The appeal from the refusal of an application by Hamdard National Foundation for an interim injunction against Sardar Laboratories, the subject of previous commentary, has succeeded. The appellant claimed that the use by the respondent of the trademark Sharbat Dil Afza, registered in classes 5 and 32, caused confusion with its own registered trademark Sharbat Rooh Afza or Rooh Afza.
The appellant claimed that its mark, Rooh Afza, was one of the most well-known marks relating to sharbats. In 2020, the appellant learned that the respondent was advertising sharbat with the mark Dil Afza. The get-up and design of the product, including the bottle, was deceptively similar to the trade dress and get-up of the appellant’s product.
The respondent contended that it was the registered proprietor of the trademark Sharbat Dil Afza and the infringement action was not maintainable. Further, no confusion had been caused by its use of the Sharbat Dil Afza mark. The respondent argued that the trademark consisted of Urdu language words meaning “heart” and “increasing or giver of plenty” and the appellant could not claim any exclusive right over the word afza. The trademarks Rooh Afza and Sharbat Dil Afza were used in conjunction with the respective house marks Hamdard and Sadar, further differentiating them.
Dismissing the original application, the court held that the appellants could claim exclusivity only in respect of the complete trademark Rooh Afza and not the two words, rooh and afza, that made up the trademark. The court rejected the similarity between the competing marks because of the distinct meanings of the words rooh and dil.
The court in the appeal identified several factors to be considered in ascertaining the likelihood of confusion. The three tests of visual impression, verbal sound and meaning have long been accepted in determining the similarity between competing marks. The original court had correctly held that the two trademarks are composite marks and the words Rooh Afza and Dil Afza should not be dissected. Similarity must be decided on the marks as a whole. However, in determining whether the composite marks are deceptively similar, it is permissible to examine a dominant part.
The court held that an integral part of each trademark was the Urdu word afza, meaning increasing or giver of plenty, which is descriptive neither of sharbats nor of their attributes. The use by the respondent of the word afza in relation to sharbats, had to be examined as it was a significant part of the appellant’s trademark. As both composite marks ended with afza, there was similarity between them. The court acknowledged that words with a similar meaning or close connection may lead to confusion with other words. It noted that the Urdu words rooh, meaning soul, and dil, meaning heart, are often used in conjunction. In assessing the similarity between the trade dress of the two products, the court found that they had the same deep red colour, texture, bottle appearance, placement of rings and trademark labels, leading to a recall by any consumer. The overall impression of the trade dress was held to be similar. The court found in favour of the appellant that the commercial impression of the challenged trademark was deceptively similar to the appellant’s trademark.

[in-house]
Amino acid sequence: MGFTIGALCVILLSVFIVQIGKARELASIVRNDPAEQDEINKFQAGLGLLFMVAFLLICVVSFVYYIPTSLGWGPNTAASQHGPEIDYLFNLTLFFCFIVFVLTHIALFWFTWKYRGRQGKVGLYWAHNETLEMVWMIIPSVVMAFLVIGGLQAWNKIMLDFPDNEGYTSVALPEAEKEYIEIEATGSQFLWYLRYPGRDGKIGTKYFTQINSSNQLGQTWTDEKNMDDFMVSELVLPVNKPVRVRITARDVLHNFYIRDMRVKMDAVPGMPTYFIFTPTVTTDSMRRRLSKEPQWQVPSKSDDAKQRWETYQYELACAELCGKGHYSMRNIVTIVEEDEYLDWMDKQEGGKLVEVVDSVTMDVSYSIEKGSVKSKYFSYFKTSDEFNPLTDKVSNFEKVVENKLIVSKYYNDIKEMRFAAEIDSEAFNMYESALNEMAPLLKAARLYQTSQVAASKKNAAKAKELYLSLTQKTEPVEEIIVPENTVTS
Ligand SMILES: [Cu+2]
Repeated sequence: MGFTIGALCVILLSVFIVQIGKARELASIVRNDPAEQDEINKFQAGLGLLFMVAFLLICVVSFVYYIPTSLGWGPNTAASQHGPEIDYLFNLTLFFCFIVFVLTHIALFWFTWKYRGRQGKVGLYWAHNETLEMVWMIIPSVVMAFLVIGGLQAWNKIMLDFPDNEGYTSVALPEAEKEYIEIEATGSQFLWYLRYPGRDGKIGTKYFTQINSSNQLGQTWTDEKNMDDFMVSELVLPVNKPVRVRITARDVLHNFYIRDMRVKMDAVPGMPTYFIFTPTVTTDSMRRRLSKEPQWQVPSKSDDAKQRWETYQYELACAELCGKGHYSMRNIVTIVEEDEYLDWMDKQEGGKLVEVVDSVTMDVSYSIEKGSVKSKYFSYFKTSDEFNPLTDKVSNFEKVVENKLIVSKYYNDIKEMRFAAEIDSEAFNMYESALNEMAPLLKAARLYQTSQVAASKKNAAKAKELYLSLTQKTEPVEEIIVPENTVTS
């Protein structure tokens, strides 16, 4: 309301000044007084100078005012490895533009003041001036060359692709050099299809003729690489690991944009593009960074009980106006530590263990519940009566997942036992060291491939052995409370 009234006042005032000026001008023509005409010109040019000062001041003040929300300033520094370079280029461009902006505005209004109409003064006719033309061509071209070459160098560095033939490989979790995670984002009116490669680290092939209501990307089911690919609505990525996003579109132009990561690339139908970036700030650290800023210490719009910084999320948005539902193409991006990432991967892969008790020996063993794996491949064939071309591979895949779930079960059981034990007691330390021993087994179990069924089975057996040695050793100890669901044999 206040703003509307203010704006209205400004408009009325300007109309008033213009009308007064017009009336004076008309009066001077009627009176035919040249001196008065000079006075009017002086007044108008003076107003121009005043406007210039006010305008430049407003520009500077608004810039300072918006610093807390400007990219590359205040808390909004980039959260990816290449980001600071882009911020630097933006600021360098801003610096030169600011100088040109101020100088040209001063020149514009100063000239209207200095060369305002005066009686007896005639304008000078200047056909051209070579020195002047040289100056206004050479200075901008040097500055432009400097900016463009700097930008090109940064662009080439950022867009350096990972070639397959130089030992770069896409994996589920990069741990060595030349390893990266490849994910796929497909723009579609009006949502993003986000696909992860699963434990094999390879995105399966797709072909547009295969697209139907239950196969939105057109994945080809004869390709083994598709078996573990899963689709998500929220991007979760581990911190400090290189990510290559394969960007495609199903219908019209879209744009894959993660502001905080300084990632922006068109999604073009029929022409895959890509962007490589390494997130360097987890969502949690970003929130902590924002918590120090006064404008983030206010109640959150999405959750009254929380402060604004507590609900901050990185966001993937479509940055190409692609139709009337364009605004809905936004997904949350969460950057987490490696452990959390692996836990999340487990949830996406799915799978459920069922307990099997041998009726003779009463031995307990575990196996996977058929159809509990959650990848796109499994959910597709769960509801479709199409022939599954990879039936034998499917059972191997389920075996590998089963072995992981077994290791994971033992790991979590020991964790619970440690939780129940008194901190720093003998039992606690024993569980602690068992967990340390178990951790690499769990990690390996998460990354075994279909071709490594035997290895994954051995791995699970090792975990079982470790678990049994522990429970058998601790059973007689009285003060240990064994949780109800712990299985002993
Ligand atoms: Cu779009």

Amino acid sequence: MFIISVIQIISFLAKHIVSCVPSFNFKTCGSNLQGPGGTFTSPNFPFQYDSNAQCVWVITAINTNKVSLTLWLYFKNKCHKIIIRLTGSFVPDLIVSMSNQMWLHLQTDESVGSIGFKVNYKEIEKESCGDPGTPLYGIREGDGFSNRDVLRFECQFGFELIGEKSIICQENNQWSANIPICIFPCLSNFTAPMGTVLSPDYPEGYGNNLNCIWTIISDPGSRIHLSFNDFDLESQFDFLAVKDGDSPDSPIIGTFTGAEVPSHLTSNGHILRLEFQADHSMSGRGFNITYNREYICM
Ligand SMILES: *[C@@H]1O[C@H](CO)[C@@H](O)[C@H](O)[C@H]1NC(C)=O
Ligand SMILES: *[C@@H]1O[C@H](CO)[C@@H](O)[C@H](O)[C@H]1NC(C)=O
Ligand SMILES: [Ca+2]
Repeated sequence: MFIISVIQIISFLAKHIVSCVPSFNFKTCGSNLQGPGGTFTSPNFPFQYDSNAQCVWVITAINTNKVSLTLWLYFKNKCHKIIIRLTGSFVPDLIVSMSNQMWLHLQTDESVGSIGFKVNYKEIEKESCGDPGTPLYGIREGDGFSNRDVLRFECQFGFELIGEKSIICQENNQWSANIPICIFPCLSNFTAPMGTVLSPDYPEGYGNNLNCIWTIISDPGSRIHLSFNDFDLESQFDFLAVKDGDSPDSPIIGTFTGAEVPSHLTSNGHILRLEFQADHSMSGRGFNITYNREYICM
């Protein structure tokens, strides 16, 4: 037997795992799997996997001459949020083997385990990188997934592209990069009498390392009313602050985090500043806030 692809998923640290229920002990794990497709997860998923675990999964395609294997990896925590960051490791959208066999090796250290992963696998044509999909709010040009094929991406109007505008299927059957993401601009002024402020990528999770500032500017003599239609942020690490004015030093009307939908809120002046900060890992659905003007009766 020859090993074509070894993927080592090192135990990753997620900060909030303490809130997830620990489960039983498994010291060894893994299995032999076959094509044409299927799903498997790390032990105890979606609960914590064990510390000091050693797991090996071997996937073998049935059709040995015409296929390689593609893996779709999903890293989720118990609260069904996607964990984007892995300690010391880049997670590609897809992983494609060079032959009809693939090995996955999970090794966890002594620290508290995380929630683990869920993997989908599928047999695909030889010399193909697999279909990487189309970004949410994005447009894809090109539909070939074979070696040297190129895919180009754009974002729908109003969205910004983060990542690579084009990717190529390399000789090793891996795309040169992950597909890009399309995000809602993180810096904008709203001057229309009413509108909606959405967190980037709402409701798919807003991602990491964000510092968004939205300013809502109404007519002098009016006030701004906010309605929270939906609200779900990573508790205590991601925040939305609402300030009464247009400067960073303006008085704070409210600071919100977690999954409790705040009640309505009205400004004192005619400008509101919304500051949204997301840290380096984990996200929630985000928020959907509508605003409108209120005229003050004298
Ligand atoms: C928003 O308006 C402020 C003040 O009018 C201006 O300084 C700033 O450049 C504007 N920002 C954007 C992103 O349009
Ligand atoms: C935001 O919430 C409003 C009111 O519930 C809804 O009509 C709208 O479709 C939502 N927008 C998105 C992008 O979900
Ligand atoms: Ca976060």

The court held that the appellant’s Rooh Afza mark had acquired considerable goodwill, requiring a high degree of protection. The finding of the original court that the marks had coexisted for a sufficient period without confusion was in error as the market use of medicinal syrup (class 5) is different from the market use of non-alcoholic beverages (class 32), the use of the latter being contested by the appellant. The court allowed the appeal and made an interim order as absolute until the end of the case. The respondent must not manufacture or sell syrups and beverages falling under class 32 under the trademark Dil Afza.
The appeal reaffirms that the tests of sight, sound and meaning are key factors in determining similarity where competing marks are not to be broken into their components but are to be compared as a whole. However, the dominant part of each mark can be taken into consideration and the overall impression created by the marks on the particular consumer segment plays a pivotal role. To be dissimilar, the differences between the marks must outweigh the similarities.
Manisha Singh is a partner and Akanksha Kar is an associate partner at LexOrbis
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